Here, he dreams of having a normal life with Aurora, but her addiction presents major obstacles. This story focuses on the idea of love as something difficult to define. He retraces the final summer they spent together and the sexual experiences they had that the narrator is confused by. Ramon struggles both financially and with the guilt of having left his family behind after he marries an American to obtain citizenship.

Author:Jugore Fenridal
Language:English (Spanish)
Published (Last):10 June 2015
PDF File Size:6.30 Mb
ePub File Size:12.48 Mb
Price:Free* [*Free Regsitration Required]

I bang on the front door and Wayne hits the back and I can hear our double drum shaking the windows. Right then I have this feeling that someone is inside, laughing at us. This guy better have a good excuse, Wayne says, lumbering around the newly planted rosebushes. This is bullshit.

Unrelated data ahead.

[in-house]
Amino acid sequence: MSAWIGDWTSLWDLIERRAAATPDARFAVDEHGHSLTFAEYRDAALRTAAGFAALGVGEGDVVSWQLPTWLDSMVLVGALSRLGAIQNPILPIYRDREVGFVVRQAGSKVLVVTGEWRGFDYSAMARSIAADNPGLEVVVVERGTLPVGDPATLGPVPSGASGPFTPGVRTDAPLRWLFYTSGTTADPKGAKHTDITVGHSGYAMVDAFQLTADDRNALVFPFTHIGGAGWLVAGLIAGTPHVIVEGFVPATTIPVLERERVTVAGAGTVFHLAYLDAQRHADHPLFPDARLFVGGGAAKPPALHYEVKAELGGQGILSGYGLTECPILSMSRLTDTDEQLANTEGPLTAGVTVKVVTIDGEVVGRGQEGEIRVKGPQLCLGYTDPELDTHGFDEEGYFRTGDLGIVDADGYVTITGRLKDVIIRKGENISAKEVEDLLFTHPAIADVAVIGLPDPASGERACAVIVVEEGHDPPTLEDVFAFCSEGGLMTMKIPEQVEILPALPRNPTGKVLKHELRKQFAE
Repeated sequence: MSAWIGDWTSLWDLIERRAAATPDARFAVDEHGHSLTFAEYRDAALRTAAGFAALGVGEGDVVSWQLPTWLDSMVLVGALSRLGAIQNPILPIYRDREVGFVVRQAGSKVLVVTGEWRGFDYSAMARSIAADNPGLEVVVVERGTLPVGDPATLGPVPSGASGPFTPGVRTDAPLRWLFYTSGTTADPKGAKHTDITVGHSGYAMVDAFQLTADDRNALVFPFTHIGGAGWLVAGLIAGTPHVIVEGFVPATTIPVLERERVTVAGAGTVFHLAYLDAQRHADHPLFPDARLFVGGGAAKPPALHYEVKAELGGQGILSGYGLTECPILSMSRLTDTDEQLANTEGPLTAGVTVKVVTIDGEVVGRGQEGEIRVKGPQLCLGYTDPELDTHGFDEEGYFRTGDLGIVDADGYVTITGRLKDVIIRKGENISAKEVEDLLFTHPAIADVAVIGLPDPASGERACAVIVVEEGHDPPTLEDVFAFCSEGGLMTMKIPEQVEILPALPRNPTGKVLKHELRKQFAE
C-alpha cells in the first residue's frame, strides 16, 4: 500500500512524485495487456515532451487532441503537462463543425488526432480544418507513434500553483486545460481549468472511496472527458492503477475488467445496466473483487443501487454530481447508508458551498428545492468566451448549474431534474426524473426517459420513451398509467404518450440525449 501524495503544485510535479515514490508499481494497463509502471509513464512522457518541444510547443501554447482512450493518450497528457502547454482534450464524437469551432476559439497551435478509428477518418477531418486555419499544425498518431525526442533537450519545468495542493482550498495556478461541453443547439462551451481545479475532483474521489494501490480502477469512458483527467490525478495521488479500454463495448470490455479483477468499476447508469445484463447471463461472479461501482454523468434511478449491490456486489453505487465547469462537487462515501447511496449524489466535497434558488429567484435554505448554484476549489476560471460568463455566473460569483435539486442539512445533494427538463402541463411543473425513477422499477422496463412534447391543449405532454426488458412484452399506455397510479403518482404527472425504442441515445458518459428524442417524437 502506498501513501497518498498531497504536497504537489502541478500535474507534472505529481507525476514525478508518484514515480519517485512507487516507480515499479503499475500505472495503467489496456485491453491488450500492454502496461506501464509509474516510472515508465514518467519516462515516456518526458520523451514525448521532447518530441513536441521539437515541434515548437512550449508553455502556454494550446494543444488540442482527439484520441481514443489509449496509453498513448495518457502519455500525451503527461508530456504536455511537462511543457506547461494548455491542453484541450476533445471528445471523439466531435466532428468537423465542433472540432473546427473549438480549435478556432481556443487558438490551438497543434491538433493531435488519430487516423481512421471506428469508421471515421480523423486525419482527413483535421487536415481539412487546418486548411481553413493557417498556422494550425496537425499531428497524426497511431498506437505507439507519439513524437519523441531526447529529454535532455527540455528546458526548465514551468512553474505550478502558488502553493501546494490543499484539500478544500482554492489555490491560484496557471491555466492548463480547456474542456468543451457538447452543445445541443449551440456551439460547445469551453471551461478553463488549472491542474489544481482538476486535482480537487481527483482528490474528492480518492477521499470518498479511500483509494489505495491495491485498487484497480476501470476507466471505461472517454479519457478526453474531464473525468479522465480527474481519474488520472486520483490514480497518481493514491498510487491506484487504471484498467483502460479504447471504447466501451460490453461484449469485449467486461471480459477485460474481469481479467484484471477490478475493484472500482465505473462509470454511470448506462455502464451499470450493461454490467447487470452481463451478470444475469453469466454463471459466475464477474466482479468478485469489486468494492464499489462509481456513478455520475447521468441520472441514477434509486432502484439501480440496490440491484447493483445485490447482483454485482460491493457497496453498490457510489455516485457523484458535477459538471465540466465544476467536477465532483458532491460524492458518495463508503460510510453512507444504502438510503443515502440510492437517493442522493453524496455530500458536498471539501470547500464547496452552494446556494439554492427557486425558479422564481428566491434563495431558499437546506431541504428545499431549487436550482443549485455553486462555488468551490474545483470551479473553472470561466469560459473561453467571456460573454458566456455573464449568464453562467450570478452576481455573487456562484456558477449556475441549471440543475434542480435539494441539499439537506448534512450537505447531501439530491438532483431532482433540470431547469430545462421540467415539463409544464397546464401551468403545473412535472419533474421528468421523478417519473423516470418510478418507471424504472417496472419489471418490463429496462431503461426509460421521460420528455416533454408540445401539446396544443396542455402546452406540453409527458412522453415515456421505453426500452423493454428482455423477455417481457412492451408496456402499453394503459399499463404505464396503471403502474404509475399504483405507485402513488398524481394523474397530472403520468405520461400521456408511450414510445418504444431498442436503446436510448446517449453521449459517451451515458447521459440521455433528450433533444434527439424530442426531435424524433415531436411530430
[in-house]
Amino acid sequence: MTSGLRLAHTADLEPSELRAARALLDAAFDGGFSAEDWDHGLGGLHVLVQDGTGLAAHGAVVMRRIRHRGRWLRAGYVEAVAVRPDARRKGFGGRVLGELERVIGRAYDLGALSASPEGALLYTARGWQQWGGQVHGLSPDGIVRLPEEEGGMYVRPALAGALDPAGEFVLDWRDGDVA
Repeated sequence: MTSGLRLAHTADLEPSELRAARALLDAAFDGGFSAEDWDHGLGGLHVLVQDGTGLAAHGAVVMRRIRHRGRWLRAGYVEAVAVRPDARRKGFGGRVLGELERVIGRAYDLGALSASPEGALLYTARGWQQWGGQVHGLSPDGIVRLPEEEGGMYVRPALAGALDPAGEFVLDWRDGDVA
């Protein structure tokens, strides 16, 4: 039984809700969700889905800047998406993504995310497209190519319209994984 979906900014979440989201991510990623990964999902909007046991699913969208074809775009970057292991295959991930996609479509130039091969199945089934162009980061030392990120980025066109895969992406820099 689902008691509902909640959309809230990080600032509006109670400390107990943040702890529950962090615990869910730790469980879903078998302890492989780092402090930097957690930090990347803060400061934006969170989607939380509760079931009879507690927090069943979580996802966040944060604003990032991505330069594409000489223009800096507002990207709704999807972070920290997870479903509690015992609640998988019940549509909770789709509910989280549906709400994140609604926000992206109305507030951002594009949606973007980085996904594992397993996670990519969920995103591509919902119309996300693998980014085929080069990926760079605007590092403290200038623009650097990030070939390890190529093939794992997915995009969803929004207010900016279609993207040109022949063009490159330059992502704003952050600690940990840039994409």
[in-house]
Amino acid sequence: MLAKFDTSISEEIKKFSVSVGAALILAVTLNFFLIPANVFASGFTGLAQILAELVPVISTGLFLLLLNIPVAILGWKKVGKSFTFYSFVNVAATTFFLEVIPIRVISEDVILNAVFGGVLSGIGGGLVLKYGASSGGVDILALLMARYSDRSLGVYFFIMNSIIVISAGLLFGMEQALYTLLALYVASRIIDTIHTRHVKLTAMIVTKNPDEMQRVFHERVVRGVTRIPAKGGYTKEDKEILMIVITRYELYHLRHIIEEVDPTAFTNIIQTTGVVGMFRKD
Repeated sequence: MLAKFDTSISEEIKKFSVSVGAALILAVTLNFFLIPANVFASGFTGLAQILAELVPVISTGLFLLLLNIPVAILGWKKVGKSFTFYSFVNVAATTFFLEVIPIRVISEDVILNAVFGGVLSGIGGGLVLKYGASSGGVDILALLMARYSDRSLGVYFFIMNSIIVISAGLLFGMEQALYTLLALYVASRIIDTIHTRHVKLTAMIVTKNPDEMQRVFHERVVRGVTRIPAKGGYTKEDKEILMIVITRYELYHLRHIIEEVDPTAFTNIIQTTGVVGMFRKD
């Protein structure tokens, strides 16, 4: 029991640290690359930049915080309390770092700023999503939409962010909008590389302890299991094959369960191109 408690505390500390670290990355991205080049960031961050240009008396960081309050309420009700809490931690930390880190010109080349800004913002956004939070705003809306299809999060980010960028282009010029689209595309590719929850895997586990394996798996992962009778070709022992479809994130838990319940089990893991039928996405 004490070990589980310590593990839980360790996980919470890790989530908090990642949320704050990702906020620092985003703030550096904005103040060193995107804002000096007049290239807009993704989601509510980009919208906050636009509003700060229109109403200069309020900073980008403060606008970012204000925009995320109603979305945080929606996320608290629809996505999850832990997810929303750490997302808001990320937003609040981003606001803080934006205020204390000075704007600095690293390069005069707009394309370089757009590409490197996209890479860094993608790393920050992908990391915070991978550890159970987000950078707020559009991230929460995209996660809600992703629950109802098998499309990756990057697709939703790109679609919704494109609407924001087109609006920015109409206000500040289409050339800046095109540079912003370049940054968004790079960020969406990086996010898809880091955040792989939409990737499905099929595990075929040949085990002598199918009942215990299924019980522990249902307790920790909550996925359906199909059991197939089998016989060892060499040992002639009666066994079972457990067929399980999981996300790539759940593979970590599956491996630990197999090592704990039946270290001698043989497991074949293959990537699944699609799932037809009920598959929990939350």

He pounds some more on the door, his face jiggling. A couple of times he raps on the windows, tries squinting through the curtains. I take a more philosophical approach; I walk over to the ditch that has been cut next to the road, a drainage pipe half filled with water, and sit down.

Those are your Spotswood, Sayreville and Perth Amboy deliveries. The pool tables go north to the rich suburbs—Livingston, Ridgewood, Bedminster. You should see our customers. Doctors, diplomats, surgeons, presidents of universities, ladies in slacks and silk tops who sport thin watches you could trade in for a car, who wear comfortable leather shoes. I make them pick it all up. I say: Carajo, what if we slip?

Do you know what two hundred pounds of slate could do to a floor? The threat of property damage puts the chop-chop in their step. The best customers leave us alone until the bill has to be signed. Few have offered us more, though a dentist from Ghana once gave us a six-pack of Heineken while we worked.